As bad as the graphical presentation may be, the audio is worse. The music is fine, as it gives off a horror vibe. It doesn't play often, as the game knows when to use silence to its advantage, but you'll appreciate its appearance. The idea of using silence is overdone, though, as the game fails to play most sound effects. Getting caught, opening doors, and your footsteps when not sneaking around are staples of the horror genre, but somehow, the developers didn't feel they were that important. More attention was instead spent on the dialogue, which was not only terrible but delivered rather poorly.


The dialogue switches between basic and wordy, as the game often takes the time to explain the same thing several different ways in case you didn't understand it. The acting is dreadful, as it seemed like no one understood the situation. Even if you ignore the fact that this may not be their native language, the emotions given by some characters during a few scenes are rather disjointed, as they can go from boring one minute to angry the next for no discernable reason. Worse yet is Ian, who not only sounds older than he should but is constantly whiny. You're sometimes glad when he dies and even more grateful that he says nothing after dying several times over.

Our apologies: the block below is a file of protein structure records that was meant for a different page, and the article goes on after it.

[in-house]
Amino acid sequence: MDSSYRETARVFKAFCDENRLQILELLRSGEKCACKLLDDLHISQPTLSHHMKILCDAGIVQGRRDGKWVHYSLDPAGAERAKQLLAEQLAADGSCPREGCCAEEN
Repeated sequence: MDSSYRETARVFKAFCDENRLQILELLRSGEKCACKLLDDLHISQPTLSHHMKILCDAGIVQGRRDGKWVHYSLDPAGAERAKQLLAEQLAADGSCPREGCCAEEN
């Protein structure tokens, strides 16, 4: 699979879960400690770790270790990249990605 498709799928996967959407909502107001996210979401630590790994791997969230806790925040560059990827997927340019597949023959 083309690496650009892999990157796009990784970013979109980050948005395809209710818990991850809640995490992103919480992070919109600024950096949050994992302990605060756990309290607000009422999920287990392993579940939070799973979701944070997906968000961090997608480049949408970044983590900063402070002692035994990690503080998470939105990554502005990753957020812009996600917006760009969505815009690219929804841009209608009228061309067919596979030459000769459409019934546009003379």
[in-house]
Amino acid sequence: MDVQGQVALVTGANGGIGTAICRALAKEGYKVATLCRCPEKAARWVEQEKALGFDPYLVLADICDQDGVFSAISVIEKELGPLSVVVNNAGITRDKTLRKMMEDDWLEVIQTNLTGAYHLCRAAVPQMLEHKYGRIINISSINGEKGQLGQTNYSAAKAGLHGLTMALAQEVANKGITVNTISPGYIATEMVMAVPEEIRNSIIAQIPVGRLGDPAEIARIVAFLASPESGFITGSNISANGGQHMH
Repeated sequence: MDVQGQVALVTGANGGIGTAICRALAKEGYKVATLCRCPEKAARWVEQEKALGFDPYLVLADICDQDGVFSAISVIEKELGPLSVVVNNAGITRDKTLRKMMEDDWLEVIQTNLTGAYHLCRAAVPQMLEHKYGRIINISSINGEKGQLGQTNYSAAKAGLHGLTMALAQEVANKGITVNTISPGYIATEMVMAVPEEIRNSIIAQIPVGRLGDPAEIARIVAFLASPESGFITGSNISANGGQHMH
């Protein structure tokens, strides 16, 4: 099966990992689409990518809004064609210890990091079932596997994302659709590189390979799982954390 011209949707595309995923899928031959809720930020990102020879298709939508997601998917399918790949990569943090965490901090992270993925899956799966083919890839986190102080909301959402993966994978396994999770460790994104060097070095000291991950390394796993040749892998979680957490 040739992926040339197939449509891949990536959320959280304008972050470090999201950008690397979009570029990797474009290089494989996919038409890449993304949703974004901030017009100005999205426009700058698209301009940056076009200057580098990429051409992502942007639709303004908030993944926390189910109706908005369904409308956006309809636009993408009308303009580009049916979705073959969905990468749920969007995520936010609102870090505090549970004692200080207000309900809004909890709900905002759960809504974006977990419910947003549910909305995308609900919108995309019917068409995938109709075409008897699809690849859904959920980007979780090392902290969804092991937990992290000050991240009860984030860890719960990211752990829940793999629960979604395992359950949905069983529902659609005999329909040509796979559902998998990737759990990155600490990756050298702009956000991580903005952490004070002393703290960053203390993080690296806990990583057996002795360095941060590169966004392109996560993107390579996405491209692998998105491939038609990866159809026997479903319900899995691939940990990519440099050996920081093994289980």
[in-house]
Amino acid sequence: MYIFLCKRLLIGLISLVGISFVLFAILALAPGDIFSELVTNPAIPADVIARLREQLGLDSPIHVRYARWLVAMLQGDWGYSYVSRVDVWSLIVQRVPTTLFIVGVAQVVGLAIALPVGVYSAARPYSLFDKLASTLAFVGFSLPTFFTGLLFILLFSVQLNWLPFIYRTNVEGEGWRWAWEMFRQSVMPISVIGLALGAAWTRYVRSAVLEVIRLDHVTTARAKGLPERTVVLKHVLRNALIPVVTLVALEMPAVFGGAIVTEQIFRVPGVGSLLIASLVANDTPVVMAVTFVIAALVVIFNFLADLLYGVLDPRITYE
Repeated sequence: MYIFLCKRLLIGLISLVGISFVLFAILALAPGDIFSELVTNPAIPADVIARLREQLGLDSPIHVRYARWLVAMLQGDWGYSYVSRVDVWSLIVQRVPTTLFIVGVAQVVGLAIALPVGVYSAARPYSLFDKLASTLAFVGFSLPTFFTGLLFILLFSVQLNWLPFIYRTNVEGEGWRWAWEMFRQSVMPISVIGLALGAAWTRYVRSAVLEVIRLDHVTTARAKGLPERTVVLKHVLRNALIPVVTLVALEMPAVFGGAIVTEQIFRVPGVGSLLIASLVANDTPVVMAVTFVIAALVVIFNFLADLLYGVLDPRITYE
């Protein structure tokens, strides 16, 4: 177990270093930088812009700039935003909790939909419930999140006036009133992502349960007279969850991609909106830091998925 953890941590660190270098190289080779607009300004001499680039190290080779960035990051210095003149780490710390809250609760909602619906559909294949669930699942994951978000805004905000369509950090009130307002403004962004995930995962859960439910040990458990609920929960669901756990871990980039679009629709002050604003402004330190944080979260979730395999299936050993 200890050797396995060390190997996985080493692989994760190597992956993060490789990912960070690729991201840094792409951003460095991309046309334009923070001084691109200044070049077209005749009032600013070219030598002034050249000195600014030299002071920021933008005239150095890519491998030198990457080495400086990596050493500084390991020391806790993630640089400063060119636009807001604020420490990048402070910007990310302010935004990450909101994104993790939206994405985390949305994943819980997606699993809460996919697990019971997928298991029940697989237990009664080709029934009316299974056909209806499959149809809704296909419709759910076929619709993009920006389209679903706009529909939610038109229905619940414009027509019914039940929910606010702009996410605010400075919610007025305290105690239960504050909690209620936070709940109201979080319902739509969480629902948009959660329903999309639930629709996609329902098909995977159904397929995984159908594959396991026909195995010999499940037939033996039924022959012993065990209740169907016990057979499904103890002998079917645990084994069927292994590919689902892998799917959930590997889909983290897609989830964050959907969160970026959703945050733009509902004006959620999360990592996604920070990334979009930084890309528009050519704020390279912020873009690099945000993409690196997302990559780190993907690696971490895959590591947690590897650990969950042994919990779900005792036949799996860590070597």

The premise for Ian's Eyes has potential. If done correctly, a horror game that revolves around a glorified escort mission can be a tense and entertaining experience. However, there's nothing here that can be considered well done, as the game simply strives to emulate all of the bad parts of the old survival-horror games without the good parts with that came with it. Even if you're a die-hard survival-horror fan, there's very little that's worth checking out in Ian's Eyes.

Score: 3.5/10